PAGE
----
The Coefficient of variation (CV) is basically the ratio of the standard deviation to the mean in a given data set. It is used as a measure of relative variability and allows to compare the range or spread of many data sets. Just to understand it very easily let us take the examples of a QSR which is trying to find the best bet to open outlet , between 2 territories with favourable traits, proport- Traits like population, SocioEconomic level of population, Competition, Prospect growth in the territory etc. The Real Estate team has cited 20 locations and their rentals in both territories. NOW, the decision is narrowed down on the rentals of the sites as the sales projected in both the territories is more or less proportionate to the respective rentals. It would now be prudent to open the outlets in the territory where the difference in rentals are not very high amongst the outlets. This helps to budget the costs and the disparity of rentals is not much and hence the allocations of budgets for project work become almost even for all outlets. The management wants to understand in which territory the variation in rentals is higher. Then the territory with lesser variation in rentals will be the choice to open outlets. Territory 1 Territory 2 Average Rentals (Mean)- Average Rentals (Mean)- 120000 200000 Standard Deviation in Rentals Standard Deviation in Rentals 2000 3000 Coefficient of Variation Coefficient of Variation =2000/120000= 0.016 =3000/200000 = 0.015 In territory 1, The Average or mean of the rentals is Rs. 1.20 Lacs and the standard deviation is 2000/- . Ie. Rentals of most of the outlets are in the range from 1.22 Lacs to 1.18 Lacs In Territory 2 , The Average or Mean of the rentals is 2 Lacs and the standard deviation is 3000/-ie. Rentals of most of the outlets are in the range from 2.03 lacs to 1.97 Lacs. It is obvious from the coefficient of variation that the range of rentals are higher in Territory 1. The management will hence try to work on the Territory #2 Likewise, CV is used in many other situations like: - To compare relative risks in process during the Design stage as it be applied to any kind of probability distribution. - Since it is a statistical measure that is normalized and hence has no dimension, It is used as a measure of dispersion and used instead of standard deviation to compare data sets with different measures and significantly different means. - Most commonly CV is used to measure the volatility in the prices of stocks and securities In conclusion , is useful in any study that demonstrates exponential distribution i.e. It helps to show when distributions are considered low – variance and when they are said to be high – variance.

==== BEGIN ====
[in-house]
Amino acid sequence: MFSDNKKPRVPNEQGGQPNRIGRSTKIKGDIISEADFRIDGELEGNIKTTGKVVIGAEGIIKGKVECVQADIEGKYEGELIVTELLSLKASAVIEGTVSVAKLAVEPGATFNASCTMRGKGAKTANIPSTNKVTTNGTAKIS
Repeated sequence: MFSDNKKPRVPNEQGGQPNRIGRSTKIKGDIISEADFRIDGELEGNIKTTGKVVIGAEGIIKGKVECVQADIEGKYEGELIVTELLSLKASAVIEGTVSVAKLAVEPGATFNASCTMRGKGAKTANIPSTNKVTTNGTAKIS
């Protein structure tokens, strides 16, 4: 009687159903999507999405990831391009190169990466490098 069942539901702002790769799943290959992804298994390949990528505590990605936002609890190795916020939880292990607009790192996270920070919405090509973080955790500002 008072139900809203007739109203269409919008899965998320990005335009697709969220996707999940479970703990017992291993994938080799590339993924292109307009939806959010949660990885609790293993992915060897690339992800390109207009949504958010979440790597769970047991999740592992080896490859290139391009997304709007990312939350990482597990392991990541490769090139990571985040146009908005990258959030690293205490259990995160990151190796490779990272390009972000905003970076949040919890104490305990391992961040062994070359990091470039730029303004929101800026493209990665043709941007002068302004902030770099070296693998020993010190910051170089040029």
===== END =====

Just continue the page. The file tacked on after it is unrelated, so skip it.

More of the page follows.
13. FMEA

    Given the many benefits of FMEA in assessing posaible risks in a process and predicting any possible failures that may be there in a process, there are certain limitations that FMEA has... -FMEA by itself, in isolation is only a tool for assessment and has to be supplemented with another error eliminating strategies or tools to actually see the benefit of the exercise. - The effectiveness or Impact of FMEA is proportional to the knowledge, experience, awareness, attitude and wisdom of the people behind it. - It is not a one time process and needs to be updated and reviewed as the new elements of risks keep occurring or coming up in a given process. - FMEA as a process needs to be balanced... It cannot have too much of detail or too less of detail for analysis as too much can cause a lot of effort and time consumption and too little will not give enough o relevant output. Apart from the above the most conspicuous limitation that most of the practitioners attribute to the FMEA is the more than due bias towards severity during the calculation of RPN. It is a must that FMEA is done by an able team with expertise in subject matter.